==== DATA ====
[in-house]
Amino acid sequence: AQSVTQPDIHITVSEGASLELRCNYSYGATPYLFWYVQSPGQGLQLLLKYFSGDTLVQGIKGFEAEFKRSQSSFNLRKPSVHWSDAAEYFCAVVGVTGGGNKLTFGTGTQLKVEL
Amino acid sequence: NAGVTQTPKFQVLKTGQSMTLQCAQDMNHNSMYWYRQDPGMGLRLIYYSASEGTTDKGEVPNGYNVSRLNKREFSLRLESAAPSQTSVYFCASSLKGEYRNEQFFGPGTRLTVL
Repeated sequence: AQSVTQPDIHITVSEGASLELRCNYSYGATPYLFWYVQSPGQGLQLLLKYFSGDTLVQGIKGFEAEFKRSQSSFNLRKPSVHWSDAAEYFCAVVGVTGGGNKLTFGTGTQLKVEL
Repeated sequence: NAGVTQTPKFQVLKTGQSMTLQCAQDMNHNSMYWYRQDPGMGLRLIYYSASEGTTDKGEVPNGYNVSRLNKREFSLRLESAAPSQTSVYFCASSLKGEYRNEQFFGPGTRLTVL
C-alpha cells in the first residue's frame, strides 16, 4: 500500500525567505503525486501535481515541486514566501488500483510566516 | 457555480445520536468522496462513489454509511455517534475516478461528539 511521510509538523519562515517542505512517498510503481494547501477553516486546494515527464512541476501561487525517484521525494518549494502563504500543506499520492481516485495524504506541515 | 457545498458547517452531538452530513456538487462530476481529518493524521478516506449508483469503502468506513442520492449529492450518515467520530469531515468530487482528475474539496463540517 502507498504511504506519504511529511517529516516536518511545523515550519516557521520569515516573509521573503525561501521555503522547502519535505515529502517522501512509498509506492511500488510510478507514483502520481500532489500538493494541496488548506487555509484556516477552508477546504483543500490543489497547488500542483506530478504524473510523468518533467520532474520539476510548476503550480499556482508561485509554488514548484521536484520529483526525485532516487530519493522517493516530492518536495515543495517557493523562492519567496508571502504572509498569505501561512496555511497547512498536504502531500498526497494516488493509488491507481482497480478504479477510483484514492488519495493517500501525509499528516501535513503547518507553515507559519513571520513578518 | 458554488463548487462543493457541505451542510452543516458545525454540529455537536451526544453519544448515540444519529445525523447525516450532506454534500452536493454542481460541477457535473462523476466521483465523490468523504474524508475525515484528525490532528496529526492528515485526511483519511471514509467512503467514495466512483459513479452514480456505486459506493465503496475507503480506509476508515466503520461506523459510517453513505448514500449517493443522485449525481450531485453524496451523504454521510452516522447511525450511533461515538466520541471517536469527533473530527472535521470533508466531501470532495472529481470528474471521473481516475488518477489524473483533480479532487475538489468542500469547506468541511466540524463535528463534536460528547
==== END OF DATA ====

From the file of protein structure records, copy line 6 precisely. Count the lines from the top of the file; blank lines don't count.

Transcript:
C-alpha cells in the first residue's frame, strides 16, 4: 500500500525567505503525486501535481515541486514566501488500483510566516 | 457555480445520536468522496462513489454509511455517534475516478461528539 511521510509538523519562515517542505512517498510503481494547501477553516486546494515527464512541476501561487525517484521525494518549494502563504500543506499520492481516485495524504506541515 | 457545498458547517452531538452530513456538487462530476481529518493524521478516506449508483469503502468506513442520492449529492450518515467520530469531515468530487482528475474539496463540517 502507498504511504506519504511529511517529516516536518511545523515550519516557521520569515516573509521573503525561501521555503522547502519535505515529502517522501512509498509506492511500488510510478507514483502520481500532489500538493494541496488548506487555509484556516477552508477546504483543500490543489497547488500542483506530478504524473510523468518533467520532474520539476510548476503550480499556482508561485509554488514548484521536484520529483526525485532516487530519493522517493516530492518536495515543495517557493523562492519567496508571502504572509498569505501561512496555511497547512498536504502531500498526497494516488493509488491507481482497480478504479477510483484514492488519495493517500501525509499528516501535513503547518507553515507559519513571520513578518 | 458554488463548487462543493457541505451542510452543516458545525454540529455537536451526544453519544448515540444519529445525523447525516450532506454534500452536493454542481460541477457535473462523476466521483465523490468523504474524508475525515484528525490532528496529526492528515485526511483519511471514509467512503467514495466512483459513479452514480456505486459506493465503496475507503480506509476508515466503520461506523459510517453513505448514500449517493443522485449525481450531485453524496451523504454521510452516522447511525450511533461515538466520541471517536469527533473530527472535521470533508466531501470532495472529481470528474471521473481516475488518477489524473483533480479532487475538489468542500469547506468541511466540524463535528463534536460528547